(iv) Auxiliary enterprise corporations, college associations, child-care centers, arts centers, foundations and alumni associations.
b) Sister colleges of the University.
c) Other academic or professional organizations.
d) Government agencies and non-profit organizations of an educational, scientific, cultural, social, civic, religious, or similar nature.
e) Commercial, partisan political and other users.
Users in each category shall be treated on a uniform basis. Use by union organizations shall be governed by the applicable collective bargaining agreement with the University.
2. Denial of Use
The Law School shall deny use to:
a) Users who refuse to employ at their event the security personnel required by the Law School.
b) Users who previously submitted a false application or that have previously violated the terms of a use agreement.
c) Users who plan to use the facilities in a manner that obstructs or disrupts operations, interferes with freedom of movement on campus, exposes persons or property to safety hazards or risk of injury, or is unlawful.
Any individual whose presence in the Building at any time shall, in the reasonable judgment of the Director of Public Safety, be prejudicial to the safety, security of the Building may be denied access to the Building or may be removed from the Building. Any person who fails to comply with any lawful directive of public safety or administrative personnel may be denied access or removed from the Building.
Fees for the use of the facilities shall be established by the School of Law. The School reserves the right to vary the fee for a particular facility based on the category of user. Additional services, such as extra housekeeping, security, catering, technicians, or equipment, shall be charged to the user at cost. The amount charged to affiliated users and sister colleges should not exceed the host college’s direct costs for use of the facility. If the affiliated user or sister college is co-sponsoring an event with one or more outside organizations, the amount charged should be limited to that which may be apportioned to the outside organizations and which the host college would charge if it were the co-sponsoring college. The use of CUNY Law facilities may be subject to reasonable time, place and manner restrictions.
Applications for use of the facilities shall be on a form provided by the School of Law. Use shall comply with all applicable University and college rules and policies, and applicable local, state and federal laws. All facility users shall: assume full responsibility for any loss, damage or claims arising out of their use of the facility; Pay the appropriate use fee and other charges for the use of the facility and related services and Indemnify, defend, and hold harmless the University, the Law School, the Dormitory Authority of the State of New York, the State of New York, the City of New York and the appropriate University related entity (where applicable), as well as their officers and employees, from any liability arising out of the actions of the user, its agents, employees and invitees, incidental to the use of the facility by the user. Users may be required to provide evidence of appropriate and adequate insurance protection covering property damage, personal injury, or death arising out of the use of the facility. The chief administrative officer of the college may waive this requirement for government agencies and not-for-profit users upon a determination that there is minimal risk exposure to the college from the event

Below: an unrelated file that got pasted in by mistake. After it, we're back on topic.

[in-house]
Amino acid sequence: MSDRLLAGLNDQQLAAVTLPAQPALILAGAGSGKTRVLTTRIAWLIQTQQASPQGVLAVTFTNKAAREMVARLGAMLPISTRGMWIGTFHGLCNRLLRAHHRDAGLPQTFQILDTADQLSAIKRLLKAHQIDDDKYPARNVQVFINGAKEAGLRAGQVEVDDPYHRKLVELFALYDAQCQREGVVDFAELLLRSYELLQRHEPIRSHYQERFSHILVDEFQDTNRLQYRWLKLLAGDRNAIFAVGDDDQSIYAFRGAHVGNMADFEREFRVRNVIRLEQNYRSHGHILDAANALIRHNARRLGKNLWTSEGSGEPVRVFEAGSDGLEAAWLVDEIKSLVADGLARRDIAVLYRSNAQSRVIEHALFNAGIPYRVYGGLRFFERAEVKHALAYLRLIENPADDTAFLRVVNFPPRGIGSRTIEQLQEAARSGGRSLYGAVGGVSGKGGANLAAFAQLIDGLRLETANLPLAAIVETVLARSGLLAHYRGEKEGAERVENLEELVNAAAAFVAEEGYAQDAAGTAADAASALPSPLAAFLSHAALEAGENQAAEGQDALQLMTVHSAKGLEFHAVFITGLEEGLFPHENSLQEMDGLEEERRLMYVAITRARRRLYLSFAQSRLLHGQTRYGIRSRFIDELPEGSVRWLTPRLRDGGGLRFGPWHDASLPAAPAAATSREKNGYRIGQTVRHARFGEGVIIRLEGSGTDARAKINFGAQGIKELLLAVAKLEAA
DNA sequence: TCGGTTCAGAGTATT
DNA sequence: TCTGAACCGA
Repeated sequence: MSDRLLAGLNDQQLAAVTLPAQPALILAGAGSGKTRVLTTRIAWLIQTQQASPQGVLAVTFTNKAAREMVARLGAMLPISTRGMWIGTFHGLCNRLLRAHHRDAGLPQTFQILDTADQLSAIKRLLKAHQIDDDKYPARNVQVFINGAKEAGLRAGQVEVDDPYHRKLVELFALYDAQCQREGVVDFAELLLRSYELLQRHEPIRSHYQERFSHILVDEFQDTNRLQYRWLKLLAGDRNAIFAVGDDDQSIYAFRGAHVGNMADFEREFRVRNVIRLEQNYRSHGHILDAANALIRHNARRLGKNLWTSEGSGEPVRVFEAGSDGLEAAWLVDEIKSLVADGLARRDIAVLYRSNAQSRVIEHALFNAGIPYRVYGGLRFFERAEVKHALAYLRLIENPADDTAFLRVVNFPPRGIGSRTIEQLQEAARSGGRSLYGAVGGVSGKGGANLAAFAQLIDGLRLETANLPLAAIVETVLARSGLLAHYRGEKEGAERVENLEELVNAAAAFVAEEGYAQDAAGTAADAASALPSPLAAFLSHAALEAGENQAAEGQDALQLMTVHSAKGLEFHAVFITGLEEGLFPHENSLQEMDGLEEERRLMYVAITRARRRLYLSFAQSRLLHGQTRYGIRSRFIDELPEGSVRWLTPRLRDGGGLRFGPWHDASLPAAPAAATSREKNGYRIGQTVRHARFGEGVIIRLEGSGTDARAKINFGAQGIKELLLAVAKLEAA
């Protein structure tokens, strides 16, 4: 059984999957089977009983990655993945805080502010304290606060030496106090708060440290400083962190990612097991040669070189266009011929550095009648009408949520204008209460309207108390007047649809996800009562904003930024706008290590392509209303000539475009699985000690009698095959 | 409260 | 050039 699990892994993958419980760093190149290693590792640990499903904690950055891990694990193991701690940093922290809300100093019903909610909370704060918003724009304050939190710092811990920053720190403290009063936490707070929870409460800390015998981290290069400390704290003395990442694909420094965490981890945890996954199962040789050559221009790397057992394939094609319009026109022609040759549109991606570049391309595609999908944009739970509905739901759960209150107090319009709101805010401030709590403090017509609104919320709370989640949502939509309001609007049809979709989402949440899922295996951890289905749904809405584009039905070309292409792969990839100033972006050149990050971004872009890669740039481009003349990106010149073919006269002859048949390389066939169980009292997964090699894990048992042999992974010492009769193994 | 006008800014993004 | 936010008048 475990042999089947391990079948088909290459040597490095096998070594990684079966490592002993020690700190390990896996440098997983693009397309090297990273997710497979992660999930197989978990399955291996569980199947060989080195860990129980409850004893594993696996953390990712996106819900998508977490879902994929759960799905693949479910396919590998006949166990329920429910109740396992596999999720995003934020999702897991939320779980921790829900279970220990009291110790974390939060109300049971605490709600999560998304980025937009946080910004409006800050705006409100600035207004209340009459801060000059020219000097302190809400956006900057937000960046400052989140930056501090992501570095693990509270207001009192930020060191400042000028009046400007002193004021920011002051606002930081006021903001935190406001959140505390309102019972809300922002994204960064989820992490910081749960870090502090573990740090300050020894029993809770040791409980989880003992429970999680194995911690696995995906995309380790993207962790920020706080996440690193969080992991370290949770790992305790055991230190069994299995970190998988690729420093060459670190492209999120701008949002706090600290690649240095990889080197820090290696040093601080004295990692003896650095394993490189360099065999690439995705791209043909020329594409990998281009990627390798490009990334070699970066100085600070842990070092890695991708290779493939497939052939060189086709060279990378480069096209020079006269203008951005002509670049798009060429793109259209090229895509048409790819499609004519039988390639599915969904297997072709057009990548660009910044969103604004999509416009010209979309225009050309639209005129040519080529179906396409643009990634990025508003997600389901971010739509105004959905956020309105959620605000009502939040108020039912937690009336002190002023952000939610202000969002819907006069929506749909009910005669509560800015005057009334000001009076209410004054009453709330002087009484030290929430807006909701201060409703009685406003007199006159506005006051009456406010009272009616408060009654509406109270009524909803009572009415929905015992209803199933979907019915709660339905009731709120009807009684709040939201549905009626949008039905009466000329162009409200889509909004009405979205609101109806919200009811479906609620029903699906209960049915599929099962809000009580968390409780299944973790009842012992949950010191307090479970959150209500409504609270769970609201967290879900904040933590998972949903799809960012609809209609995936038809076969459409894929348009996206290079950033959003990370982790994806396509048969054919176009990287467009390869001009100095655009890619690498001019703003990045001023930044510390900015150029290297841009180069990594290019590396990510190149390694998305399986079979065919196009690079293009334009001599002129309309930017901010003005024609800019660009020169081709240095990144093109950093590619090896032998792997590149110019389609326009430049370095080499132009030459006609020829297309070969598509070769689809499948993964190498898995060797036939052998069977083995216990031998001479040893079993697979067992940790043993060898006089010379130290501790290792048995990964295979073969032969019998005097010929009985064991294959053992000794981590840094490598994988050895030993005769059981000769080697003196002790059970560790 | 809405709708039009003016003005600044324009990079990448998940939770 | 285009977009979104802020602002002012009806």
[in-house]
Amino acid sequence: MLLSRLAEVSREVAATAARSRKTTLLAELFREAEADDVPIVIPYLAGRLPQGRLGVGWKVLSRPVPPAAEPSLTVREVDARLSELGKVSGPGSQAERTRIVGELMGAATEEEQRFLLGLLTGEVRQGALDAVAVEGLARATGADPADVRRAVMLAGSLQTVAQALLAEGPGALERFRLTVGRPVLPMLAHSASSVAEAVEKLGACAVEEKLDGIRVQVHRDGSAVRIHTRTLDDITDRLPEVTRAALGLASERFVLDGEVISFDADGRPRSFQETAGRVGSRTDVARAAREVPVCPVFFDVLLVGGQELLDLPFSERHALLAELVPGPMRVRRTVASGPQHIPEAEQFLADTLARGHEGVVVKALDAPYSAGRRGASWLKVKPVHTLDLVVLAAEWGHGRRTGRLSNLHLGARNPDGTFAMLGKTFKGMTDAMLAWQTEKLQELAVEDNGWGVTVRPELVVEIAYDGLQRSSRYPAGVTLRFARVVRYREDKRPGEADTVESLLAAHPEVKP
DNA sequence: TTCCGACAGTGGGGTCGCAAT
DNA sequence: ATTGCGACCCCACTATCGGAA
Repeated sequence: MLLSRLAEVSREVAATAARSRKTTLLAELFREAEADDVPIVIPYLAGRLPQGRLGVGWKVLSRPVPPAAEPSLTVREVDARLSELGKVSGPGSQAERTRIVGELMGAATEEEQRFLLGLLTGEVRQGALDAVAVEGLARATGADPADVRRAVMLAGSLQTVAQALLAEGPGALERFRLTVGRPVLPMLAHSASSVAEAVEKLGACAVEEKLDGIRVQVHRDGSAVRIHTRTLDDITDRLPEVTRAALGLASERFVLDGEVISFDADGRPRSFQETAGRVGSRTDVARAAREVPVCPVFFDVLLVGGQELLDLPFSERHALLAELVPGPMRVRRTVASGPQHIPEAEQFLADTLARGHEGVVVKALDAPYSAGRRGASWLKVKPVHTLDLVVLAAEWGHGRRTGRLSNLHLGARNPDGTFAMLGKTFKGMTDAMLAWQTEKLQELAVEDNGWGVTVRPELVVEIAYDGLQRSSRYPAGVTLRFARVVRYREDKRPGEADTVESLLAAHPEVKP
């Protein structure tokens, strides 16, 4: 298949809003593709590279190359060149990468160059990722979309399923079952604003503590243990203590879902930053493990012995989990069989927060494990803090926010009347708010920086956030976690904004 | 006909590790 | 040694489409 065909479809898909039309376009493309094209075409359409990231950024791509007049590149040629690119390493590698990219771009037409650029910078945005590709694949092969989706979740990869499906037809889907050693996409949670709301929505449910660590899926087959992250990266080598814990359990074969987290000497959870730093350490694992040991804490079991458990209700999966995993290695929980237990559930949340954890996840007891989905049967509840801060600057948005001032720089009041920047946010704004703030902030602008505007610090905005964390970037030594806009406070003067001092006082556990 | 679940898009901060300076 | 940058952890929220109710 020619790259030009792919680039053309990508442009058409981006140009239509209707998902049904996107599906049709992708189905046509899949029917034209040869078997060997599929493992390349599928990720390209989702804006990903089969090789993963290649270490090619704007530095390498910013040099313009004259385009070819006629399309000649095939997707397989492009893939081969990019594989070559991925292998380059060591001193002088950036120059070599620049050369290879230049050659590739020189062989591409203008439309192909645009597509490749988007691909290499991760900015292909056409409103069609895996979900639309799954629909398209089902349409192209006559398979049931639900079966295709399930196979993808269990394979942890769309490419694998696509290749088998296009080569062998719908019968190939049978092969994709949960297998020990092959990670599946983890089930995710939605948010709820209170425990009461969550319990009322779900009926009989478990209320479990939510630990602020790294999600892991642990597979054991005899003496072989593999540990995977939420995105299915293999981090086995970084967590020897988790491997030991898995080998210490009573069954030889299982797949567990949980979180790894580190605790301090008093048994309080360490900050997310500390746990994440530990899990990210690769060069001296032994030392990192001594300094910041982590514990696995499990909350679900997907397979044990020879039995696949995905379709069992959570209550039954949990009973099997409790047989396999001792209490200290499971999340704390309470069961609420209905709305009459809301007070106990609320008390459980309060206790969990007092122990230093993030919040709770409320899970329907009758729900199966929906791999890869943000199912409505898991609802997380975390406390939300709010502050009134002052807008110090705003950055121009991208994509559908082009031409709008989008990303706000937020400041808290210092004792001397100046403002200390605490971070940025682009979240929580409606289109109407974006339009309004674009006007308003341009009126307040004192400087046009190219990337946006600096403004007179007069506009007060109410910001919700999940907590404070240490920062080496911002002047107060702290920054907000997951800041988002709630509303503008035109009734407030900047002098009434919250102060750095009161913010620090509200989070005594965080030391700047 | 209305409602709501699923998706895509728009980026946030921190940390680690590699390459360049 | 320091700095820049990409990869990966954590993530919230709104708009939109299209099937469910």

III. Supervision of Use
The use and scheduling of facilities shall be under the control and supervision of the Associate Dean for Administration and Finance, or his or her designee(s). All rooms, other than individual offices and workspaces, must be reserved through the reservation process. Rooms will be reserved on a first come, first served basis.
The Law School facility is open 24/7 for academic purposes. Events authorized in the facility must begin and end at specific and defined times, unless authorization and arrangements have been made with the Operations Department to extend the time.
Lounges and Commons Area
Lounges, small group study areas and commons areas in the facility are spaces designed for relaxation, studying or visiting and are intended for the use and enjoyment of the Law School community. These areas may not be restricted for individual or private use unless reserved through the reservations process. Recognized student organizations and University departments may apply for special use of the lounges through the reservations process.
The Law School reserves the right to require the use of a specific caterer or vendor for food and beverage service at the Facility.
Distribution and Consumption of Alcohol
Alcoholic beverages may only be consumed in designated areas.
No one entering the Building may carry or possess a firearm or other weapon unless expressly authorized to do so in writing by the Director of Public Safety.
Publications and Newspaper
Racks All magazines and newspapers must be placed in approved distribution stands. Distribution stands may be placed in designated areas only with the written approval of the Associate Dean for Administration or her/his designee. All distribution stands will be located in specifically designated locations. Outdated materials will be discarded. Materials without proper approval or improperly placed will be discarded.
Nothing in the foregoing procedures shall be construed to permit censorship of material or interference with free communication between employees and their organizations through the college or through other means or to diminish the existing right of employee organizations to distribute literature outside the college.